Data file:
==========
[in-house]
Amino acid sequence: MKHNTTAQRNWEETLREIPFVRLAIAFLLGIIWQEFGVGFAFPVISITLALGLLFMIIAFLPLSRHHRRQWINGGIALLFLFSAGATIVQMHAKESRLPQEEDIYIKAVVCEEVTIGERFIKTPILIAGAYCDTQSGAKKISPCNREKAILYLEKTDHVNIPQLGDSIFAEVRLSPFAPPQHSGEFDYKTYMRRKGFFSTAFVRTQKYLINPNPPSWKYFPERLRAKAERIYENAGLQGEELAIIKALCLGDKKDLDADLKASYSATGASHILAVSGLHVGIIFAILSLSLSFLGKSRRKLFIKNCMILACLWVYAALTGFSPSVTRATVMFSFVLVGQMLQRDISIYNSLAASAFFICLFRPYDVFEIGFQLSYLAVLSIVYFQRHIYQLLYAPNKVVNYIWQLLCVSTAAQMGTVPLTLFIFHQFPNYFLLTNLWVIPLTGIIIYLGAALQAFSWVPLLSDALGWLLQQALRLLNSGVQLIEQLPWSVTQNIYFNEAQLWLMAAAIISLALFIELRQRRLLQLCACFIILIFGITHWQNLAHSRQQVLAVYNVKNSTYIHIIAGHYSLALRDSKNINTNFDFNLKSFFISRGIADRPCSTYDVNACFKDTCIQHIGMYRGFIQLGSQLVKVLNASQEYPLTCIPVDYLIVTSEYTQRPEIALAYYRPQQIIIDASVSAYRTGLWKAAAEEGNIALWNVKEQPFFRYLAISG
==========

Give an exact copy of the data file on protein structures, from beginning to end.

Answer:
[in-house]
Amino acid sequence: MKHNTTAQRNWEETLREIPFVRLAIAFLLGIIWQEFGVGFAFPVISITLALGLLFMIIAFLPLSRHHRRQWINGGIALLFLFSAGATIVQMHAKESRLPQEEDIYIKAVVCEEVTIGERFIKTPILIAGAYCDTQSGAKKISPCNREKAILYLEKTDHVNIPQLGDSIFAEVRLSPFAPPQHSGEFDYKTYMRRKGFFSTAFVRTQKYLINPNPPSWKYFPERLRAKAERIYENAGLQGEELAIIKALCLGDKKDLDADLKASYSATGASHILAVSGLHVGIIFAILSLSLSFLGKSRRKLFIKNCMILACLWVYAALTGFSPSVTRATVMFSFVLVGQMLQRDISIYNSLAASAFFICLFRPYDVFEIGFQLSYLAVLSIVYFQRHIYQLLYAPNKVVNYIWQLLCVSTAAQMGTVPLTLFIFHQFPNYFLLTNLWVIPLTGIIIYLGAALQAFSWVPLLSDALGWLLQQALRLLNSGVQLIEQLPWSVTQNIYFNEAQLWLMAAAIISLALFIELRQRRLLQLCACFIILIFGITHWQNLAHSRQQVLAVYNVKNSTYIHIIAGHYSLALRDSKNINTNFDFNLKSFFISRGIADRPCSTYDVNACFKDTCIQHIGMYRGFIQLGSQLVKVLNASQEYPLTCIPVDYLIVTSEYTQRPEIALAYYRPQQIIIDASVSAYRTGLWKAAAEEGNIALWNVKEQPFFRYLAISG